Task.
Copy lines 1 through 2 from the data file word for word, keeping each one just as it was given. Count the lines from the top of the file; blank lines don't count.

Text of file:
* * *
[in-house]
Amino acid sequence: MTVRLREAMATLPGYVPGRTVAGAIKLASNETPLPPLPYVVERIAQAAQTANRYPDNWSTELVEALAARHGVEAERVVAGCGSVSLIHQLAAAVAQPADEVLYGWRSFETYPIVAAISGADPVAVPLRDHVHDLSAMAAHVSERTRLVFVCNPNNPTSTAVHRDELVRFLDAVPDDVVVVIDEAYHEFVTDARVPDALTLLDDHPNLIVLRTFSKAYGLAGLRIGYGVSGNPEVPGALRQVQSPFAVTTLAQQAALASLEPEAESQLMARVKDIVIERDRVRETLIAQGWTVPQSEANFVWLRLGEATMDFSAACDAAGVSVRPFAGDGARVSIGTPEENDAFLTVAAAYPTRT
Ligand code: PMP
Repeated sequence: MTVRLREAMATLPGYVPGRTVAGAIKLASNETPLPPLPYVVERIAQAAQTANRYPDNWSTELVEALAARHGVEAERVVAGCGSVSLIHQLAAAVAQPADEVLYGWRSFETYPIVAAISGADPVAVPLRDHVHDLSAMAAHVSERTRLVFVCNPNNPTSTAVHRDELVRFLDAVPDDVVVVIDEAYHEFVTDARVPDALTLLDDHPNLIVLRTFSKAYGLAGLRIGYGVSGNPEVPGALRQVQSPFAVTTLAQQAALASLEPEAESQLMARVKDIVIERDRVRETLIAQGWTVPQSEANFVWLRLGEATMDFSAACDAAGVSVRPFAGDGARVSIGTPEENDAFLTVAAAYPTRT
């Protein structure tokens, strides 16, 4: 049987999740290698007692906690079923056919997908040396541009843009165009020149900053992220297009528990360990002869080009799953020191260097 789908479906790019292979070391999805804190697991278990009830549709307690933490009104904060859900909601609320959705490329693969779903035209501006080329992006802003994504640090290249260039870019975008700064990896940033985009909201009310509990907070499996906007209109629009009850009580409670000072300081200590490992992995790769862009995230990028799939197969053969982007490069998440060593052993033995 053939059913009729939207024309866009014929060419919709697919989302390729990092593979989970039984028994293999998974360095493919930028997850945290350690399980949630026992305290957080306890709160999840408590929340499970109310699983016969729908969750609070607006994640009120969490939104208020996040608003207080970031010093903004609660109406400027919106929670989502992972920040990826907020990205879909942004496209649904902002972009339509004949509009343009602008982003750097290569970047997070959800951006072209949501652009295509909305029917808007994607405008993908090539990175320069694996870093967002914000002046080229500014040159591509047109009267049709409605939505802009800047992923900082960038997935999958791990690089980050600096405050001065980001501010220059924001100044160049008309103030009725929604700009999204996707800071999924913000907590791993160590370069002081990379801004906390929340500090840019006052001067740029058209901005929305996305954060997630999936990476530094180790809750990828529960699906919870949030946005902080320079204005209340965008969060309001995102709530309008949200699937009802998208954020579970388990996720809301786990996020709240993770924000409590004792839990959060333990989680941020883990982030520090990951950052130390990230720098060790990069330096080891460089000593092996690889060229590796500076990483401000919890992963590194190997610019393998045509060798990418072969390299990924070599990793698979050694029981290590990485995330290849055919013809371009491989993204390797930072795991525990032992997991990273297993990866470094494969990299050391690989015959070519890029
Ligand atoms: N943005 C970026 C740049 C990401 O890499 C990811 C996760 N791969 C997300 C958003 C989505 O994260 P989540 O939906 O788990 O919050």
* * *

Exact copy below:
[in-house]
Amino acid sequence: MTVRLREAMATLPGYVPGRTVAGAIKLASNETPLPPLPYVVERIAQAAQTANRYPDNWSTELVEALAARHGVEAERVVAGCGSVSLIHQLAAAVAQPADEVLYGWRSFETYPIVAAISGADPVAVPLRDHVHDLSAMAAHVSERTRLVFVCNPNNPTSTAVHRDELVRFLDAVPDDVVVVIDEAYHEFVTDARVPDALTLLDDHPNLIVLRTFSKAYGLAGLRIGYGVSGNPEVPGALRQVQSPFAVTTLAQQAALASLEPEAESQLMARVKDIVIERDRVRETLIAQGWTVPQSEANFVWLRLGEATMDFSAACDAAGVSVRPFAGDGARVSIGTPEENDAFLTVAAAYPTRT